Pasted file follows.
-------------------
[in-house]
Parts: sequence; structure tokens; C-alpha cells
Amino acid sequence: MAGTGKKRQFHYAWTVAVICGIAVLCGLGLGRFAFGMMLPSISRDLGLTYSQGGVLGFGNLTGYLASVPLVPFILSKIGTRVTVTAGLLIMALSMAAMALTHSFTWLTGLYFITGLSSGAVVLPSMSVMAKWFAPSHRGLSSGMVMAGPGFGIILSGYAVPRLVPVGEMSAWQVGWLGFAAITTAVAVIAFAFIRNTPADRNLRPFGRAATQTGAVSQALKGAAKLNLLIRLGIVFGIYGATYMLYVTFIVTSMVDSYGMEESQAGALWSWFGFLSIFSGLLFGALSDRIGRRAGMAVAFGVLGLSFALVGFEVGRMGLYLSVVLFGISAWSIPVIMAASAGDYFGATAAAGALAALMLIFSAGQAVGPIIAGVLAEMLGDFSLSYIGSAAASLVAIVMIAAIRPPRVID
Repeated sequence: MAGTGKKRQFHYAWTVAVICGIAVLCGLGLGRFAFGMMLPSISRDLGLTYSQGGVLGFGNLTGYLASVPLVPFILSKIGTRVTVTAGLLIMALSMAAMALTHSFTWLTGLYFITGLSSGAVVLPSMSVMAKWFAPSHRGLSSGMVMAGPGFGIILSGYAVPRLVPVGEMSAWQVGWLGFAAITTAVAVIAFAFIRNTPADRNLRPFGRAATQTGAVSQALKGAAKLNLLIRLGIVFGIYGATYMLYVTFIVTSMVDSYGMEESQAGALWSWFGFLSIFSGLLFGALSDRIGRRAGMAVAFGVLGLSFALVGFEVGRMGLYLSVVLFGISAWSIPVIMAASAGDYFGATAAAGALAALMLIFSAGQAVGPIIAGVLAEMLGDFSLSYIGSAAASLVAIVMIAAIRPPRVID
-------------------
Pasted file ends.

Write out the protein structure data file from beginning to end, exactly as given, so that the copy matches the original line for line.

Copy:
[in-house]
Parts: sequence; structure tokens; C-alpha cells
Amino acid sequence: MAGTGKKRQFHYAWTVAVICGIAVLCGLGLGRFAFGMMLPSISRDLGLTYSQGGVLGFGNLTGYLASVPLVPFILSKIGTRVTVTAGLLIMALSMAAMALTHSFTWLTGLYFITGLSSGAVVLPSMSVMAKWFAPSHRGLSSGMVMAGPGFGIILSGYAVPRLVPVGEMSAWQVGWLGFAAITTAVAVIAFAFIRNTPADRNLRPFGRAATQTGAVSQALKGAAKLNLLIRLGIVFGIYGATYMLYVTFIVTSMVDSYGMEESQAGALWSWFGFLSIFSGLLFGALSDRIGRRAGMAVAFGVLGLSFALVGFEVGRMGLYLSVVLFGISAWSIPVIMAASAGDYFGATAAAGALAALMLIFSAGQAVGPIIAGVLAEMLGDFSLSYIGSAAASLVAIVMIAAIRPPRVID
Repeated sequence: MAGTGKKRQFHYAWTVAVICGIAVLCGLGLGRFAFGMMLPSISRDLGLTYSQGGVLGFGNLTGYLASVPLVPFILSKIGTRVTVTAGLLIMALSMAAMALTHSFTWLTGLYFITGLSSGAVVLPSMSVMAKWFAPSHRGLSSGMVMAGPGFGIILSGYAVPRLVPVGEMSAWQVGWLGFAAITTAVAVIAFAFIRNTPADRNLRPFGRAATQTGAVSQALKGAAKLNLLIRLGIVFGIYGATYMLYVTFIVTSMVDSYGMEESQAGALWSWFGFLSIFSGLLFGALSDRIGRRAGMAVAFGVLGLSFALVGFEVGRMGLYLSVVLFGISAWSIPVIMAASAGDYFGATAAAGALAALMLIFSAGQAVGPIIAGVLAEMLGDFSLSYIGSAAASLVAIVMIAAIRPPRVID